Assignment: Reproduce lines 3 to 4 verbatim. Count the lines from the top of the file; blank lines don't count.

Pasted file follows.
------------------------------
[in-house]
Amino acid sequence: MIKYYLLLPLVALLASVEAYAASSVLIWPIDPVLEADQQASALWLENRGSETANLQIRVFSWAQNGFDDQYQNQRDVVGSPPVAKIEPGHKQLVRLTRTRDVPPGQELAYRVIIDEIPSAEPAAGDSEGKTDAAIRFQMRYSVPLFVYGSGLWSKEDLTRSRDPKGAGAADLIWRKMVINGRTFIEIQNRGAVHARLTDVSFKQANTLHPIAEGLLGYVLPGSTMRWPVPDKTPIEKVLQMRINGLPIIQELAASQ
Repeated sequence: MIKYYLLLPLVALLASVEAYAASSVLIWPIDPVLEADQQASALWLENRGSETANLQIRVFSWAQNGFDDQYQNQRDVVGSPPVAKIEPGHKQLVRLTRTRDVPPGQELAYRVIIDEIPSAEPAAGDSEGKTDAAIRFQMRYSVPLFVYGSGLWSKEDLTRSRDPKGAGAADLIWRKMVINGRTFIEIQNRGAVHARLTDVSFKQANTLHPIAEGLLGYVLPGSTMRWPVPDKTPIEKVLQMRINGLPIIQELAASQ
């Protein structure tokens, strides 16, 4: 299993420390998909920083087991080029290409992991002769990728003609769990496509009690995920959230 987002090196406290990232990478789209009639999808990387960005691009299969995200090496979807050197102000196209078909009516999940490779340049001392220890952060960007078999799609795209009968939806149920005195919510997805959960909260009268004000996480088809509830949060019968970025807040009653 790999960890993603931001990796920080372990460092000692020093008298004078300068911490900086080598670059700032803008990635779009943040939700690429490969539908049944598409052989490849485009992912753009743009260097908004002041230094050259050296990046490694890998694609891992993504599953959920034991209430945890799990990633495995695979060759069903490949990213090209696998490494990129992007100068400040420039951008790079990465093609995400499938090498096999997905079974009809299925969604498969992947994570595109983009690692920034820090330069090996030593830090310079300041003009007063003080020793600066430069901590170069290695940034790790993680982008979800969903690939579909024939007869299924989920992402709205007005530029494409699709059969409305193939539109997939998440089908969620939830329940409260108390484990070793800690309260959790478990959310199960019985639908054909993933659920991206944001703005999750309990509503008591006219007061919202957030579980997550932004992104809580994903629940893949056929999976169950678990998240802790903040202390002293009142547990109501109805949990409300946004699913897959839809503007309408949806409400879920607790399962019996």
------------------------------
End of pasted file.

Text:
Repeated sequence: MIKYYLLLPLVALLASVEAYAASSVLIWPIDPVLEADQQASALWLENRGSETANLQIRVFSWAQNGFDDQYQNQRDVVGSPPVAKIEPGHKQLVRLTRTRDVPPGQELAYRVIIDEIPSAEPAAGDSEGKTDAAIRFQMRYSVPLFVYGSGLWSKEDLTRSRDPKGAGAADLIWRKMVINGRTFIEIQNRGAVHARLTDVSFKQANTLHPIAEGLLGYVLPGSTMRWPVPDKTPIEKVLQMRINGLPIIQELAASQ
């Protein structure tokens, strides 16, 4: 299993420390998909920083087991080029290409992991002769990728003609769990496509009690995920959230 987002090196406290990232990478789209009639999808990387960005691009299969995200090496979807050197102000196209078909009516999940490779340049001392220890952060960007078999799609795209009968939806149920005195919510997805959960909260009268004000996480088809509830949060019968970025807040009653 790999960890993603931001990796920080372990460092000692020093008298004078300068911490900086080598670059700032803008990635779009943040939700690429490969539908049944598409052989490849485009992912753009743009260097908004002041230094050259050296990046490694890998694609891992993504599953959920034991209430945890799990990633495995695979060759069903490949990213090209696998490494990129992007100068400040420039951008790079990465093609995400499938090498096999997905079974009809299925969604498969992947994570595109983009690692920034820090330069090996030593830090310079300041003009007063003080020793600066430069901590170069290695940034790790993680982008979800969903690939579909024939007869299924989920992402709205007005530029494409699709059969409305193939539109997939998440089908969620939830329940409260108390484990070793800690309260959790478990959310199960019985639908054909993933659920991206944001703005999750309990509503008591006219007061919202957030579980997550932004992104809580994903629940893949056929999976169950678990998240802790903040202390002293009142547990109501109805949990409300946004699913897959839809503007309408949806409400879920607790399962019996």